The Joint Standing Committee on Treaties – also referred to as the Treaties Committee – is appointed by parliament to review and report on all treaty actions proposed by the Australian government before it takes any action which binds the country to the terms of the treaty. The committee's review of the cooperation agreement with Ukraine, signed in Washington DC in March last year, included a public hearing held in November, where it heard from government departments as well as environmentalists and the minerals industry, WNN wrote.

Australia requires a bilateral nuclear cooperation agreement to be in place before any of its nuclear materials can be used in another country. Such agreements contain guidance to prevent Australian nuclear materials being used for nuclear weapons or other military uses. Australian bilaterals are supplementary to International Atomic Energy Agency safeguards and provide even more stringent safeguards and security standards.

The committee found the agreement with Ukraine would have a number of benefits for Australia, including opening an important additional market for its uranium producers; reinforcing close bilateral relations with Ukraine; supporting efforts in nuclear non-proliferation by applying its safeguards and security standards to another uranium market; and consolidating its position as a reliable supplier of energy resources.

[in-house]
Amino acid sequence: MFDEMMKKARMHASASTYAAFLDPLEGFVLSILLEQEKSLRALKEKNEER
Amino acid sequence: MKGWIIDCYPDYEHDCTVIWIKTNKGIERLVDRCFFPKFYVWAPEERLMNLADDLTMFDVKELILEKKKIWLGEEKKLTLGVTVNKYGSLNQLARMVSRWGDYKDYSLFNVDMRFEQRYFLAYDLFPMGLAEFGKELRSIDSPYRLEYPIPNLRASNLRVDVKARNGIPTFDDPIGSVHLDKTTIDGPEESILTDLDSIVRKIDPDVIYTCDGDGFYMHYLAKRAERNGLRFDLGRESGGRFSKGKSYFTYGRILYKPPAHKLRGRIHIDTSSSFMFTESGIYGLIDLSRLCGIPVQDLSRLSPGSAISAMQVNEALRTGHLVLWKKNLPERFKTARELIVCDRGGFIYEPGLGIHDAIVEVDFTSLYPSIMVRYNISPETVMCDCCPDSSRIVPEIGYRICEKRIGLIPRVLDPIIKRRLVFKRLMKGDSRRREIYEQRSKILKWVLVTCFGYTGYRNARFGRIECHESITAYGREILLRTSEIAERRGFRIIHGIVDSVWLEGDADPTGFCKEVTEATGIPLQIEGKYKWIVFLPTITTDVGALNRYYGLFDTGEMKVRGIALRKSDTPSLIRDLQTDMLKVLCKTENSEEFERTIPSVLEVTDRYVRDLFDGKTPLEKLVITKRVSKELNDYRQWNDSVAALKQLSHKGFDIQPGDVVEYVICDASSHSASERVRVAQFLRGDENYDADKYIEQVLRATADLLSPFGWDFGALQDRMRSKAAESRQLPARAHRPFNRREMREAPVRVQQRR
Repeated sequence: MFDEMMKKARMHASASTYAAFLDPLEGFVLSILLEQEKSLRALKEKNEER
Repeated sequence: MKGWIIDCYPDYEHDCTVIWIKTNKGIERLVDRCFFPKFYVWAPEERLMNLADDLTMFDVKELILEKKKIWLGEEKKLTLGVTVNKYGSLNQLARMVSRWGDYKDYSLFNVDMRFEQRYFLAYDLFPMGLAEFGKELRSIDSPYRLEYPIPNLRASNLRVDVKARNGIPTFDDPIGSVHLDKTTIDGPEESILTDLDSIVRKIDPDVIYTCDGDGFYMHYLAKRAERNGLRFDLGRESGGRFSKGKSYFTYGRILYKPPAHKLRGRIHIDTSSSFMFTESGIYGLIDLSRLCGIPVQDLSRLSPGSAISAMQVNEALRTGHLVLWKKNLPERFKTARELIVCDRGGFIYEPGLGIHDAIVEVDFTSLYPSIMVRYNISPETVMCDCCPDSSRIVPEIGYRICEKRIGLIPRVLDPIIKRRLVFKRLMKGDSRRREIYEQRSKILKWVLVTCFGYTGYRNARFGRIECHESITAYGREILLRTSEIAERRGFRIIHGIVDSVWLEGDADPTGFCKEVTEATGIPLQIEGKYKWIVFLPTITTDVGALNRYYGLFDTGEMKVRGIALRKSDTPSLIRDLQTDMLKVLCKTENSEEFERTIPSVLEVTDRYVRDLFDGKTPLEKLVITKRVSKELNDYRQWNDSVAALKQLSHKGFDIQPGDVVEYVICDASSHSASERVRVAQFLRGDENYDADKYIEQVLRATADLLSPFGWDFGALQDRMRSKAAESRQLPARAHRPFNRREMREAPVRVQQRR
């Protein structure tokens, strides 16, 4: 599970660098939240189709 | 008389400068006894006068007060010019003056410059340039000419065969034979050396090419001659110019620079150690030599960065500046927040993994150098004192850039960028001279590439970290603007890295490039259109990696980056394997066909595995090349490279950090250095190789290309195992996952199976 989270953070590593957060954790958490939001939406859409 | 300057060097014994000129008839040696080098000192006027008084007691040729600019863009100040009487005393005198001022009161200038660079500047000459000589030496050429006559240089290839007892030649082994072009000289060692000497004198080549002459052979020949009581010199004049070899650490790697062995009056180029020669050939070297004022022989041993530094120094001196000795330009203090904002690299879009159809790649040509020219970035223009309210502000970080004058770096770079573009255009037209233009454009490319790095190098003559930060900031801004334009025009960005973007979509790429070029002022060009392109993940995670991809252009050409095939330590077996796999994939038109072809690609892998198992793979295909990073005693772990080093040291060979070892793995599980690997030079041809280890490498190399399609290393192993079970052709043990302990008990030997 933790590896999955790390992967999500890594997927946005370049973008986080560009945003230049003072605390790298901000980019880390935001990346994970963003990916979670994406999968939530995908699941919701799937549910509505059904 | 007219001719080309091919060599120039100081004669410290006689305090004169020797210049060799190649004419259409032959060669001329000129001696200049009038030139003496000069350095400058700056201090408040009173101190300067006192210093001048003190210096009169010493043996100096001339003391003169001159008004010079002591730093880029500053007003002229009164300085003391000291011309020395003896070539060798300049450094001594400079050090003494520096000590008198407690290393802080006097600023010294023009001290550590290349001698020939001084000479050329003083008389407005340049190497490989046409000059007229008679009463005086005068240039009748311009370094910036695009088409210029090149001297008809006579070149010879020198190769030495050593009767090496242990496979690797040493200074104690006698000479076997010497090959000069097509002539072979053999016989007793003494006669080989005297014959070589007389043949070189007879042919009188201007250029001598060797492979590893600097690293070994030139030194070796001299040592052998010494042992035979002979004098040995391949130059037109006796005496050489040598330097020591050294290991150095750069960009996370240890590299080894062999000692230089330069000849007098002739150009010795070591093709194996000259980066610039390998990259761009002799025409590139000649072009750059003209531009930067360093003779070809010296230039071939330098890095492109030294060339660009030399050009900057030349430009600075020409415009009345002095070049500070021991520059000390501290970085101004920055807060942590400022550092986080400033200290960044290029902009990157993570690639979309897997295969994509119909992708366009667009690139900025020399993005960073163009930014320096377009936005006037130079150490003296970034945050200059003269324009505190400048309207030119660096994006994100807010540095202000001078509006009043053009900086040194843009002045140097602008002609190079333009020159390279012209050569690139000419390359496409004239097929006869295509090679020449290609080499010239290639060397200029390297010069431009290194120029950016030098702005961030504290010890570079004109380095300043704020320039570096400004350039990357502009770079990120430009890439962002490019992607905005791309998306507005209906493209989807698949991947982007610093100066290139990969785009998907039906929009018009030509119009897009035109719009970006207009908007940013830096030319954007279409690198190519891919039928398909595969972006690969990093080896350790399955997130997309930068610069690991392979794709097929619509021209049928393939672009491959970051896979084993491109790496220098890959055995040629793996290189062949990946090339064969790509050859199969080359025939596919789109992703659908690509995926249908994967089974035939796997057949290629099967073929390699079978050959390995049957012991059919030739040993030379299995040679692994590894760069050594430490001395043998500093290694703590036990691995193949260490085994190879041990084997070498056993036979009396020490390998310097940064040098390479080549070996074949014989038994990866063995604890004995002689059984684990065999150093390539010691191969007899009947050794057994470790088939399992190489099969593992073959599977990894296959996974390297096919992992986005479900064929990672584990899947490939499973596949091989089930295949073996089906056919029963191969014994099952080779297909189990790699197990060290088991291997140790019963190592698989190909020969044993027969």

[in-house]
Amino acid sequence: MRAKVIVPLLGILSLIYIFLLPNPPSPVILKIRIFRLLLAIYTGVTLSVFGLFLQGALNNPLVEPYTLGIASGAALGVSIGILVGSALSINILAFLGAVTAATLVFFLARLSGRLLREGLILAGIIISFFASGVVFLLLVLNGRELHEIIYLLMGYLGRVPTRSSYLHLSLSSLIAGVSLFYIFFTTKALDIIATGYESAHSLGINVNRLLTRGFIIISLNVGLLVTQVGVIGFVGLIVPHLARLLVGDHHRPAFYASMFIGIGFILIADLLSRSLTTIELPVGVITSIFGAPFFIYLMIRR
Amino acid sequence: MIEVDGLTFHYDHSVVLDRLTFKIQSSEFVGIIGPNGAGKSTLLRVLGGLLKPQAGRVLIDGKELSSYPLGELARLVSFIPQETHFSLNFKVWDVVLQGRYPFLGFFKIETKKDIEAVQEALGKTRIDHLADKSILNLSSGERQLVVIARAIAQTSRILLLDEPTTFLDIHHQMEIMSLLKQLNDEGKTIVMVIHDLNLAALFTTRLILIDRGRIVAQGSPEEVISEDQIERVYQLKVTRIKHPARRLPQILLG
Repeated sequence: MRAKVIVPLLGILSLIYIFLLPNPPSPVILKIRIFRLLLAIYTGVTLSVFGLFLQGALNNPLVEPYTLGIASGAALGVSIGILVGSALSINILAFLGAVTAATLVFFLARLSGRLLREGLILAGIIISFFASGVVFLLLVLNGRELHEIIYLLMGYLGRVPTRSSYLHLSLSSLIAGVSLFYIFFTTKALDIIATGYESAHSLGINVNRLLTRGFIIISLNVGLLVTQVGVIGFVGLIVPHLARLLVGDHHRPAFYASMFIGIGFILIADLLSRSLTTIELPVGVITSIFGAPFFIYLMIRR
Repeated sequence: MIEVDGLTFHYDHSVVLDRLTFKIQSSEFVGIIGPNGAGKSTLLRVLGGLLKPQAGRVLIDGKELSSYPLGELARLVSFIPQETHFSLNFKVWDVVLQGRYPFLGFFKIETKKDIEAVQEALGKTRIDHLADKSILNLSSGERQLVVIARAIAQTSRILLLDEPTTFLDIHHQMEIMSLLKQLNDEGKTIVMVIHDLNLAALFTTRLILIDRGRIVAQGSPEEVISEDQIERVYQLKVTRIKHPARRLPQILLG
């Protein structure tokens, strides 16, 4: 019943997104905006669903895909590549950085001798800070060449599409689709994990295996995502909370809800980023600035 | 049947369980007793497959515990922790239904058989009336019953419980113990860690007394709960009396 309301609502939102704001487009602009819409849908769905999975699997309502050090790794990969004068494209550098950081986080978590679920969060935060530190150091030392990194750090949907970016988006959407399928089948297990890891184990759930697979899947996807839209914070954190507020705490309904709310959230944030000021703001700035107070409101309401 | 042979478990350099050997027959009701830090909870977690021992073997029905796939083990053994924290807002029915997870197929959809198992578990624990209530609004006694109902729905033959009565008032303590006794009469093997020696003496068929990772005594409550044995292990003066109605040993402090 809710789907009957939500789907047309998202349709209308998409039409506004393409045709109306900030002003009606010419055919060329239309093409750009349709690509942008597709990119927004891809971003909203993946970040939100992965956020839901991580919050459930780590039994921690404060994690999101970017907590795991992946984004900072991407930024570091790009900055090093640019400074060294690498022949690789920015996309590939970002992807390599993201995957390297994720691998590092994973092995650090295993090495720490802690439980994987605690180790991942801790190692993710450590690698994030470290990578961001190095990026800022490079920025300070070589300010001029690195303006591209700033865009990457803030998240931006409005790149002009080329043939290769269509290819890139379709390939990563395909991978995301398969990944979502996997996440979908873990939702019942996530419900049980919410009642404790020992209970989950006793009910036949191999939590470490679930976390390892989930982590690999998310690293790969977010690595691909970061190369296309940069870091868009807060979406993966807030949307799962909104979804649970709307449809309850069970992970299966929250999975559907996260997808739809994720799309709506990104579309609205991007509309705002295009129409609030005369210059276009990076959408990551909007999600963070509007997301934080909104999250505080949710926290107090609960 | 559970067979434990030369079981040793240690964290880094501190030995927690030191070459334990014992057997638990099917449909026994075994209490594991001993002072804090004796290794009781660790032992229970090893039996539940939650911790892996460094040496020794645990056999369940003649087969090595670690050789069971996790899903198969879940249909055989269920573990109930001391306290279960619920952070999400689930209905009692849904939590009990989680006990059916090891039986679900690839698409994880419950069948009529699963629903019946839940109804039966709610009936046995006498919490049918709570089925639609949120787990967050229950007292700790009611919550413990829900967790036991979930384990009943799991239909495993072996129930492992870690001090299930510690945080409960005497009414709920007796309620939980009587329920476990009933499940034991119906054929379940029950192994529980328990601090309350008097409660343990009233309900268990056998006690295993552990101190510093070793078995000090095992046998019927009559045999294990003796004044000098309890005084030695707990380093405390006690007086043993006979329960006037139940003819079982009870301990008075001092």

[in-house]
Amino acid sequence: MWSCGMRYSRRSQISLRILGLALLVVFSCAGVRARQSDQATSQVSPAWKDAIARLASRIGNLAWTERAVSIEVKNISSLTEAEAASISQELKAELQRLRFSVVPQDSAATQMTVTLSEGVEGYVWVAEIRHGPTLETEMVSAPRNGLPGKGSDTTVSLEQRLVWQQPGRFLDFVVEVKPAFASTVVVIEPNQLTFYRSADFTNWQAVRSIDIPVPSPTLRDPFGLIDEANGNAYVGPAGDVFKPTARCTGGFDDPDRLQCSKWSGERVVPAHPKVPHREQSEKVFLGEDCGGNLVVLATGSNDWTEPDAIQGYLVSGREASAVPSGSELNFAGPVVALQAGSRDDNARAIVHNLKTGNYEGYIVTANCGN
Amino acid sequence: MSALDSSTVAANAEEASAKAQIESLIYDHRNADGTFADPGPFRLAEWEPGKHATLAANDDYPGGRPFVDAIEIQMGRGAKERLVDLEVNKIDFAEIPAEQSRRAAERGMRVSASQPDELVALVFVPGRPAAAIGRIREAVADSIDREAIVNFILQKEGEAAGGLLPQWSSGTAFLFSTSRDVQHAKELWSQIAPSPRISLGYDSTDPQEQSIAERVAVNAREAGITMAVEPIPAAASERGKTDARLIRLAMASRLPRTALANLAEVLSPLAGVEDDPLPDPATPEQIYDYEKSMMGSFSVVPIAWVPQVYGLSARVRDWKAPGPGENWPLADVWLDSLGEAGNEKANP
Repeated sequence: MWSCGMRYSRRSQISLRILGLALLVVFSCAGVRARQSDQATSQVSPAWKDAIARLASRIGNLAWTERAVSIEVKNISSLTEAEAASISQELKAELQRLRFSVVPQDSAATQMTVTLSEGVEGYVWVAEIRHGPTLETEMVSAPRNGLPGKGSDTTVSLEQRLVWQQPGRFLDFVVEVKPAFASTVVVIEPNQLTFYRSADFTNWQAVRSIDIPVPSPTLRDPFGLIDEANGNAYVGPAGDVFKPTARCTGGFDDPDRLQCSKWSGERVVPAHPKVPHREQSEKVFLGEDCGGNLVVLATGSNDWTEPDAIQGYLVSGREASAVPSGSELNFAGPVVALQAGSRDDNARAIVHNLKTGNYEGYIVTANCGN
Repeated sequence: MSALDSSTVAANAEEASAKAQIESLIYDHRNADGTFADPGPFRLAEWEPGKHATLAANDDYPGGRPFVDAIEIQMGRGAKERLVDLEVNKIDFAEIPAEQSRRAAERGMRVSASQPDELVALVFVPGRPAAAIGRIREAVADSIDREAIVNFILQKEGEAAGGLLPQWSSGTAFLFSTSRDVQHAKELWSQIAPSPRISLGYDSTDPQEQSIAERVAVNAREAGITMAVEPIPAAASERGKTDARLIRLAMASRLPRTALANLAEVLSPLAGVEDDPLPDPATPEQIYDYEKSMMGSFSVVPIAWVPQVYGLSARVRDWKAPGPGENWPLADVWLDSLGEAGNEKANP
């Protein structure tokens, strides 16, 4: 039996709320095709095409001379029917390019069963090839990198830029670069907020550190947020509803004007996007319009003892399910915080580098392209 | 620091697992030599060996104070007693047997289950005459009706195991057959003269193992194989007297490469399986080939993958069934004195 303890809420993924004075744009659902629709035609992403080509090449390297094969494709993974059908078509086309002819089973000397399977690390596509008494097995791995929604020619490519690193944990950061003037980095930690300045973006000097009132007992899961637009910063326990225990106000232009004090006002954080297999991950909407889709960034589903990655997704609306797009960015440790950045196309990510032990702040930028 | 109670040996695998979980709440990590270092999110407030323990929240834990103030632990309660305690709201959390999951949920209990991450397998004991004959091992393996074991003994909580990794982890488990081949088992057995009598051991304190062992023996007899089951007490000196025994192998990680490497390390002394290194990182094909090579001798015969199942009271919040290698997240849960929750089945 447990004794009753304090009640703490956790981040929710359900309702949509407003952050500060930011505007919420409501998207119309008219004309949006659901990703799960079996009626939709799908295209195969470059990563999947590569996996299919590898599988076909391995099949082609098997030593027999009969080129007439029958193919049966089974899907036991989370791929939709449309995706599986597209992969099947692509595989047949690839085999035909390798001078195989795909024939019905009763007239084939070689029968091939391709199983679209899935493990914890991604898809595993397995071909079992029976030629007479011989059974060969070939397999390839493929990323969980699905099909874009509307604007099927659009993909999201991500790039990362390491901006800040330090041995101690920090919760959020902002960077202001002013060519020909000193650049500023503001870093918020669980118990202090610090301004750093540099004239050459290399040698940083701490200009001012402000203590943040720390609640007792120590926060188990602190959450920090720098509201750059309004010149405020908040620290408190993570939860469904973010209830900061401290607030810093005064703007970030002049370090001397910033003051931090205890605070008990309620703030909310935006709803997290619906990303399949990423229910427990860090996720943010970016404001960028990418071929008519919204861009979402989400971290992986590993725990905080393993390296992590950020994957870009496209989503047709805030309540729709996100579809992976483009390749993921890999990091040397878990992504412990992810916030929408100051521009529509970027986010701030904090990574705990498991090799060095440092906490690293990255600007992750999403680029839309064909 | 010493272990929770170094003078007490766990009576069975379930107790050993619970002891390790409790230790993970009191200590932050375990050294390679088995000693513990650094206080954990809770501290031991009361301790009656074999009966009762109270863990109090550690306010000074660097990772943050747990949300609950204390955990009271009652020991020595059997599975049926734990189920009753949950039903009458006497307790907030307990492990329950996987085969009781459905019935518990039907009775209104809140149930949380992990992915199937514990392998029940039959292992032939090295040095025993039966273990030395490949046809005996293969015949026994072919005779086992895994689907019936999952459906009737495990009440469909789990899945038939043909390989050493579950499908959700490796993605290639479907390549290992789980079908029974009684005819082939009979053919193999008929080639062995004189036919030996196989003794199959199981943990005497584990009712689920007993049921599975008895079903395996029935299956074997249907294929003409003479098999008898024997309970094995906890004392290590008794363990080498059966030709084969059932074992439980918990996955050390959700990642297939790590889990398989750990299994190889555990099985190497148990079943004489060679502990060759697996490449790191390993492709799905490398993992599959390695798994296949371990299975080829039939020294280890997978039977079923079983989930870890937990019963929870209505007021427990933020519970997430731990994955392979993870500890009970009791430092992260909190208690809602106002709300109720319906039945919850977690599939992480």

Read alsoUkraine to launch nuclear fuel production for own reactors in 2020However, the committee received submissions raising concerns about potential limitations of the safeguards regime, the risk of war or civil unrest, and the ability to repatriate material should it become necessary. The agreement contains a clause standard to all Australian nuclear cooperation agreements should Ukraine breach its obligations. This gives Australia the right to suspend or cancel supplies, require Ukraine to take corrective steps, or require the return of nuclear material already supplied.

Committee chair Stuart Robert said today Ukraine is reliant on nuclear power for electricity generation, and the agreement is "an important contribution" Australia could make to Ukraine's energy security and stability. "Though the agreement incorporates provisions to ensure nuclear material is being used for peaceful purposes, the committee is concerned about the impact of recent instability in Ukraine and the risk that regulatory control of the material may be lost," he said.

While supporting the agreement, the committee's report recommends the government develop a "suitable contingency plan" for the removal of nuclear material if this is at risk of a loss of regulatory control, Robert said.

According to the committee's report, Australia has 24 nuclear cooperation agreements in place providing for the transfer of its nuclear material to 42 countries and Taiwan. This includes the countries covered by Australia's bilateral agreement with the European Atomic Energy Community (Euratom).